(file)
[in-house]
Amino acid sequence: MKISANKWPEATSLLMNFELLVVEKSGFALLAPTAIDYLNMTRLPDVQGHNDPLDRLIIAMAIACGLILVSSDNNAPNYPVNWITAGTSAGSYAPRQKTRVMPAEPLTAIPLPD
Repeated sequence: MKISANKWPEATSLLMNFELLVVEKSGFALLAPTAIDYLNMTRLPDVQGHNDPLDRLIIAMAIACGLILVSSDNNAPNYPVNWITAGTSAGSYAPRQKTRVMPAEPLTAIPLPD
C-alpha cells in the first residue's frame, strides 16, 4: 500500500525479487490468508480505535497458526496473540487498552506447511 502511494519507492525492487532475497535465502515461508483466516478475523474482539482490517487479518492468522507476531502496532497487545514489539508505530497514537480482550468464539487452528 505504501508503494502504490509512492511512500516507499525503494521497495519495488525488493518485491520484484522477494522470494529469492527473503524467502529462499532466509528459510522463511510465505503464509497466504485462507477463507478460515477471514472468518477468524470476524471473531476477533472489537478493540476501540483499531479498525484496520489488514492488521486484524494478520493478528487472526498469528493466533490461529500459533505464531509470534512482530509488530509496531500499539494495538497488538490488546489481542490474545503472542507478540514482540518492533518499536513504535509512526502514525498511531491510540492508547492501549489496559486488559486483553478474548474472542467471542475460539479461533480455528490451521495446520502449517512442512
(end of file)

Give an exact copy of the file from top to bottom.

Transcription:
[in-house]
Amino acid sequence: MKISANKWPEATSLLMNFELLVVEKSGFALLAPTAIDYLNMTRLPDVQGHNDPLDRLIIAMAIACGLILVSSDNNAPNYPVNWITAGTSAGSYAPRQKTRVMPAEPLTAIPLPD
Repeated sequence: MKISANKWPEATSLLMNFELLVVEKSGFALLAPTAIDYLNMTRLPDVQGHNDPLDRLIIAMAIACGLILVSSDNNAPNYPVNWITAGTSAGSYAPRQKTRVMPAEPLTAIPLPD
C-alpha cells in the first residue's frame, strides 16, 4: 500500500525479487490468508480505535497458526496473540487498552506447511 502511494519507492525492487532475497535465502515461508483466516478475523474482539482490517487479518492468522507476531502496532497487545514489539508505530497514537480482550468464539487452528 505504501508503494502504490509512492511512500516507499525503494521497495519495488525488493518485491520484484522477494522470494529469492527473503524467502529462499532466509528459510522463511510465505503464509497466504485462507477463507478460515477471514472468518477468524470476524471473531476477533472489537478493540476501540483499531479498525484496520489488514492488521486484524494478520493478528487472526498469528493466533490461529500459533505464531509470534512482530509488530509496531500499539494495538497488538490488546489481542490474545503472542507478540514482540518492533518499536513504535509512526502514525498511531491510540492508547492501549489496559486488559486483553478474548474472542467471542475460539479461533480455528490451521495446520502449517512442512